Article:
I hear it all the time. We’re losing our tail on this product. Should we kill it? The question is well-intended, but often the analysis that leads to the answer is misguided. Companies that rely on standard cost systems to understand product costs, which is the vast majority of manufacturers, can easily fall victim to the trap set by this costing system.
A typical scenario goes like this:
- Management asks for a list of products sorted by margin percent.
- They draw the line at a certain margin percent. Often this is a point compared to SG&A (sales, general & administrative costs). If SG&A is 18% of sales, the logic is that any product with a margin below 18% is “losing money” because it isn’t bringing in enough margin to even pay for the overheads of SG&A.
- The company heads down a path to reduce or eliminate the low margin products, with the intention that the average margin percent should increase since they are no longer dragged down by the low margin products. They may try the direct approach and just tell customers that they are no longer going to produce a product, or they may increase the price substantially. Of course, the price increase irritates the customer, and they go shopping for alternative suppliers.
- After a few months of this, profitability is sinking. Sure, the individual product margins are higher, but the company as a whole is less profitable.
So what is happening? The underlying issue is that standard costing treats overhead costs as if they are variable. The factory overheads get applied to individual products based on an arbitrary formula like labor hour or machine hours, and those two things may have little to nothing to do with how much overhead they actually consume.
The inclusion of overhead costs into the standard cost system implies that the overhead costs that were part of the product cost must also be eliminated when the product is discontinued – just to stay even.
Let’s work through an example to make it real. A company has a high-volume product family that generates $1 million in revenue, but the margin is skinny at 18%. Here are the facts about this product line:
Based on this data, the product appears to produce zero profits, and therefore the leadership team decides to discontinue making it.
OK, now that that decision is made, what costs go away?
Materials – that was easy. We don’t have to buy the raw materials for this product anymore.
Labor – they have $120,000 of labor cost, so let’s call it four people. Maybe they can all be laid off, but perhaps not. One person may be needed to run another product line, and another might be close to retirement, and it doesn’t feel right to let them go. Maybe some of them are welders or machinists, and given that they are so hard to hire, we hate to let them go. However, for the sake of this exercise, let’s assume that all of these people and their costs go away.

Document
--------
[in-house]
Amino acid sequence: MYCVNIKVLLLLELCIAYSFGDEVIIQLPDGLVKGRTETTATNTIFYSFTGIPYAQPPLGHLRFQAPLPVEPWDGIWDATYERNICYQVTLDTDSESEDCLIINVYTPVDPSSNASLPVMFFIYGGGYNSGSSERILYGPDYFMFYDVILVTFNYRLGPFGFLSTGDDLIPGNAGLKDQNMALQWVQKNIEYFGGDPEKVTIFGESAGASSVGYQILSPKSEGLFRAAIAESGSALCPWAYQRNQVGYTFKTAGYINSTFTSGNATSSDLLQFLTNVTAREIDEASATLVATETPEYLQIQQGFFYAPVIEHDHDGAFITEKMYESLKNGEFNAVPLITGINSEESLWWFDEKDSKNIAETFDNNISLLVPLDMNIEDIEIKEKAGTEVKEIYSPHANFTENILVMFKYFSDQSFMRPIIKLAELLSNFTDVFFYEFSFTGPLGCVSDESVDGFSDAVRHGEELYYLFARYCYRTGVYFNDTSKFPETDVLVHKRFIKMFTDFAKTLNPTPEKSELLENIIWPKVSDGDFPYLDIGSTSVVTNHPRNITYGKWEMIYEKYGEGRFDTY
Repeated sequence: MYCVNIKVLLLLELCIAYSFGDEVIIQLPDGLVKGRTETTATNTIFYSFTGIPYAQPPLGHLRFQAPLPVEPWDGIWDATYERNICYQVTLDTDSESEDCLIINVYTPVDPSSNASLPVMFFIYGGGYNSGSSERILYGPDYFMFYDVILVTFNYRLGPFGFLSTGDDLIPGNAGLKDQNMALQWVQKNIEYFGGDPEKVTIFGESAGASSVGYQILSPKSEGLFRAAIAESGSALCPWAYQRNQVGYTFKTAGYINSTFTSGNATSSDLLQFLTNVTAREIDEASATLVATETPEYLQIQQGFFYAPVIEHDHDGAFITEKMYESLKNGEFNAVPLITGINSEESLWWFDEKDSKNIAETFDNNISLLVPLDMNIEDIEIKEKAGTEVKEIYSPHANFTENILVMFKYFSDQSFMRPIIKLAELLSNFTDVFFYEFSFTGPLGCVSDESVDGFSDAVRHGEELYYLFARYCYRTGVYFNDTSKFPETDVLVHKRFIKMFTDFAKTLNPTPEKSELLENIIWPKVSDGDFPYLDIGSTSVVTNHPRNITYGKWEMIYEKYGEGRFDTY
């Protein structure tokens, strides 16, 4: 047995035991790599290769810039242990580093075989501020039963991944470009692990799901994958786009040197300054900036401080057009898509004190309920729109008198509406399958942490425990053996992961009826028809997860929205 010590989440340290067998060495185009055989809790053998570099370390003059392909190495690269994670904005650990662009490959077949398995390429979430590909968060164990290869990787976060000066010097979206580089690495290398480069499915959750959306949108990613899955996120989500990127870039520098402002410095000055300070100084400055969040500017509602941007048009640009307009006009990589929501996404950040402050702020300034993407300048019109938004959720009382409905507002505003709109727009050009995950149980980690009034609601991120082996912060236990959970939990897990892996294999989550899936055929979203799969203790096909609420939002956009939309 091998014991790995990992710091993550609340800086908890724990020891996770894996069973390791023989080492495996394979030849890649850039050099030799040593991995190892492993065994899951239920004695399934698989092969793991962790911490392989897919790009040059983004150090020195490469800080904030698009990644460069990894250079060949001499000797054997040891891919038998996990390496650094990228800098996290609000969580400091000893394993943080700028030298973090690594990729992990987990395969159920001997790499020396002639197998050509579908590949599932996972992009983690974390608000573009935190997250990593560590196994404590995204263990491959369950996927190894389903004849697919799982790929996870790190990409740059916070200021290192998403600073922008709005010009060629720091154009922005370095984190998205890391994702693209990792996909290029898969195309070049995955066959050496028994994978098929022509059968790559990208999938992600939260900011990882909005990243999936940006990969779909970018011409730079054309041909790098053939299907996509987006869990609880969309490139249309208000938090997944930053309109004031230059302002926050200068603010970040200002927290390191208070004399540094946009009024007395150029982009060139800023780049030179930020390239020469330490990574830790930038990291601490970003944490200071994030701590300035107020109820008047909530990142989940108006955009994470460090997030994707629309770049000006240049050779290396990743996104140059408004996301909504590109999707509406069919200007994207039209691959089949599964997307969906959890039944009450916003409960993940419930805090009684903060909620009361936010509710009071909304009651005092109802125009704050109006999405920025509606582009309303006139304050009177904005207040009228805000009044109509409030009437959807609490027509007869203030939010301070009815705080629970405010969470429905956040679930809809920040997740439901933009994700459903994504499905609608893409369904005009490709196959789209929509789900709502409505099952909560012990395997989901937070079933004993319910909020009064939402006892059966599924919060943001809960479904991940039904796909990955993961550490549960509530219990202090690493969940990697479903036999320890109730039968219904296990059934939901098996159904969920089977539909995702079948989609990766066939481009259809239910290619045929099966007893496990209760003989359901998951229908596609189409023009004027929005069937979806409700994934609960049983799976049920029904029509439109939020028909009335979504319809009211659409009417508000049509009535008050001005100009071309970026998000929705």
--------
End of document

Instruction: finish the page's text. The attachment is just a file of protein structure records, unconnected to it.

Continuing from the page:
Overhead – there is $200,000 of overhead buried in the cost of this product. How much of that can go away? Maybe a quality tech or a scheduler? Maybe? Usually, the answer is that none of these costs go away.
So, after removing this unprofitable product line, we are left with $380,000 of costs that aren’t being paid for by this product line. ($380,000 is the sum of the manufacturing overhead and the SG&A that was this product’s “fair share” of the SG&A)
By eliminating this no-profit product, profitability decreased by $380,000!
When it comes to product rationalization or even make-buy analysis, we need to look beyond standard margins to make the right decision. We need to ask questions like:
- How much does this product contribute in terms of margin dollars? I prefer to use value-add analysis, which is revenue minus materials, and other costs that would clearly go away if you didn’t make the product. Examples might be freight or sales commissions.
- Does the project need a lot of administrative support, or does it run seamlessly and effortlessly – lights out.
- If you didn’t have the project, could you refill the production capacity with other new projects at better margins?
- Practically, what costs would you eliminate if you didn’t produce this product anymore?
I think it’s healthy to review products and profitability occasionally just to make sure that something hasn’t devolved into unhealthy territory. However, the analysis that needs to be done must move beyond a standard-costing margin approach.
In my next blog I’ll address the other end of the spectrum – those high-margin, low-volume products. Again, standard cost may be painting a very inaccurate picture.
If you’d like to discuss this further, please reach out to me:
Contact page: https://www.robtracy.net/contact/